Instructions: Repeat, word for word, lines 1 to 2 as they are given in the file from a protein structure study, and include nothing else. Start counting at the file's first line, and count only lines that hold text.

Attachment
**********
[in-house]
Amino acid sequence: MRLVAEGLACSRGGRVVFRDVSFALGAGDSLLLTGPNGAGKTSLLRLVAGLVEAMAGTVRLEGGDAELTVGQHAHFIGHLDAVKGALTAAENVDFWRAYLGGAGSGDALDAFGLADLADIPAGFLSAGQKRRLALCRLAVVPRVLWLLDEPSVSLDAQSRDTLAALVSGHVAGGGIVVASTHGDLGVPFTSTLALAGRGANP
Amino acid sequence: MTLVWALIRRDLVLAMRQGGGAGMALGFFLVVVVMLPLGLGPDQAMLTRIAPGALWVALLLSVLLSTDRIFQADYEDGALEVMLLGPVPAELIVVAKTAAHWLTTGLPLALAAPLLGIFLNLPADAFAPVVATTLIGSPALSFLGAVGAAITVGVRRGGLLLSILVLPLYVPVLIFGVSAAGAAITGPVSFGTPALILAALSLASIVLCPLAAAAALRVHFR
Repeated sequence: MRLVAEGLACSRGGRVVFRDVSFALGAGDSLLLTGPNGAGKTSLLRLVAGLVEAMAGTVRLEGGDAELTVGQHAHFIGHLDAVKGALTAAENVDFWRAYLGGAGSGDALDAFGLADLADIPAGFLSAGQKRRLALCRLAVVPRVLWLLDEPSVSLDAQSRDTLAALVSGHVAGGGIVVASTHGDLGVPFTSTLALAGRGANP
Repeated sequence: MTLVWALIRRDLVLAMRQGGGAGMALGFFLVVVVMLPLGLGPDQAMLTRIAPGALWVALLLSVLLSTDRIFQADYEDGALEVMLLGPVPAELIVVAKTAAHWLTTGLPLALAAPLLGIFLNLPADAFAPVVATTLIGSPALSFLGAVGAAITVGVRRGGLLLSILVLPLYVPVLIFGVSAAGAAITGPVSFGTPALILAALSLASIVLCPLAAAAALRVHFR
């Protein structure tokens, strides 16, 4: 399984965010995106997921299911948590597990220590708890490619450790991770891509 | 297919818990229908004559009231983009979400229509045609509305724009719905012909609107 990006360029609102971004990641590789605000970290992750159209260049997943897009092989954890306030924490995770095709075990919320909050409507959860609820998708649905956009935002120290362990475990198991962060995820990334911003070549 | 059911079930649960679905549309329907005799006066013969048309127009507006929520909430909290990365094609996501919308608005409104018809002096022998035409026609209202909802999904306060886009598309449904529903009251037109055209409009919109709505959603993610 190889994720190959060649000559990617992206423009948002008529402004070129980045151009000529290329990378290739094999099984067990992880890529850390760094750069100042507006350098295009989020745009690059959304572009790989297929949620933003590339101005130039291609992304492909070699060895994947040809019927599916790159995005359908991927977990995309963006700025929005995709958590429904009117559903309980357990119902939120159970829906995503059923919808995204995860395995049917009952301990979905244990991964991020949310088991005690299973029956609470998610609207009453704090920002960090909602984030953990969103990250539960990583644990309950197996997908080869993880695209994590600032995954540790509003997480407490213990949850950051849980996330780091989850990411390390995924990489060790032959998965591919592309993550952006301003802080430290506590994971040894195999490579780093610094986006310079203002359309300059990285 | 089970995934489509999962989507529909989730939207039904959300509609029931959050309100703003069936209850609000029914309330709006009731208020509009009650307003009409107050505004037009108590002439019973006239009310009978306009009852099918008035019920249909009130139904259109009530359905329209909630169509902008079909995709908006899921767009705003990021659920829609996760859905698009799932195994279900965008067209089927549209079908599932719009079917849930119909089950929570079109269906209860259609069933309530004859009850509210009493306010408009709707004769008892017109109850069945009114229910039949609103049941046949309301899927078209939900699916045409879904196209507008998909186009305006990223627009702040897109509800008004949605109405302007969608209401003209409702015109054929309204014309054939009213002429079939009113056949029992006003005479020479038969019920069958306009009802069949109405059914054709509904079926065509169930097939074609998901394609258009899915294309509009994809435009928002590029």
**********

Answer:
[in-house]
Amino acid sequence: MRLVAEGLACSRGGRVVFRDVSFALGAGDSLLLTGPNGAGKTSLLRLVAGLVEAMAGTVRLEGGDAELTVGQHAHFIGHLDAVKGALTAAENVDFWRAYLGGAGSGDALDAFGLADLADIPAGFLSAGQKRRLALCRLAVVPRVLWLLDEPSVSLDAQSRDTLAALVSGHVAGGGIVVASTHGDLGVPFTSTLALAGRGANP